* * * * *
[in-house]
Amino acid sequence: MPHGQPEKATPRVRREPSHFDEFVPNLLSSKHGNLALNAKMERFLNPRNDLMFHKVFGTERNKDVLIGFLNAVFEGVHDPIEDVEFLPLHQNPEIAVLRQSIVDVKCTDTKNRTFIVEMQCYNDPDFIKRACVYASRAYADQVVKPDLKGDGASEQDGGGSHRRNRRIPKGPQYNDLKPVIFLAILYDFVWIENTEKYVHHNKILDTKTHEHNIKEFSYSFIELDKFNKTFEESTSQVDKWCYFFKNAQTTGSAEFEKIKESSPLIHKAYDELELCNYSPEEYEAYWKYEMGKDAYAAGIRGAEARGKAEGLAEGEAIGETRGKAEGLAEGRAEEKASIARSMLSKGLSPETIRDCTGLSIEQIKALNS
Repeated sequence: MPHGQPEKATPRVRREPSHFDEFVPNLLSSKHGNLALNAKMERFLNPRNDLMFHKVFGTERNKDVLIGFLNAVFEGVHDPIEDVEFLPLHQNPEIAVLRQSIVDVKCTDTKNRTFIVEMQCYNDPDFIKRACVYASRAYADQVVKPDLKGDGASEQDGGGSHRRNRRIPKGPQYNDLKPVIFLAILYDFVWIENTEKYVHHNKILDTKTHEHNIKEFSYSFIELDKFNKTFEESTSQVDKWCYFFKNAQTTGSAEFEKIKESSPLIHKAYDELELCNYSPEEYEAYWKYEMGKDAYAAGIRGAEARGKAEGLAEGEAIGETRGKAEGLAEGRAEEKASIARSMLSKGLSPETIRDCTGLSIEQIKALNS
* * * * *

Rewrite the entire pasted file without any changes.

[in-house]
Amino acid sequence: MPHGQPEKATPRVRREPSHFDEFVPNLLSSKHGNLALNAKMERFLNPRNDLMFHKVFGTERNKDVLIGFLNAVFEGVHDPIEDVEFLPLHQNPEIAVLRQSIVDVKCTDTKNRTFIVEMQCYNDPDFIKRACVYASRAYADQVVKPDLKGDGASEQDGGGSHRRNRRIPKGPQYNDLKPVIFLAILYDFVWIENTEKYVHHNKILDTKTHEHNIKEFSYSFIELDKFNKTFEESTSQVDKWCYFFKNAQTTGSAEFEKIKESSPLIHKAYDELELCNYSPEEYEAYWKYEMGKDAYAAGIRGAEARGKAEGLAEGEAIGETRGKAEGLAEGRAEEKASIARSMLSKGLSPETIRDCTGLSIEQIKALNS
Repeated sequence: MPHGQPEKATPRVRREPSHFDEFVPNLLSSKHGNLALNAKMERFLNPRNDLMFHKVFGTERNKDVLIGFLNAVFEGVHDPIEDVEFLPLHQNPEIAVLRQSIVDVKCTDTKNRTFIVEMQCYNDPDFIKRACVYASRAYADQVVKPDLKGDGASEQDGGGSHRRNRRIPKGPQYNDLKPVIFLAILYDFVWIENTEKYVHHNKILDTKTHEHNIKEFSYSFIELDKFNKTFEESTSQVDKWCYFFKNAQTTGSAEFEKIKESSPLIHKAYDELELCNYSPEEYEAYWKYEMGKDAYAAGIRGAEARGKAEGLAEGEAIGETRGKAEGLAEGRAEEKASIARSMLSKGLSPETIRDCTGLSIEQIKALNS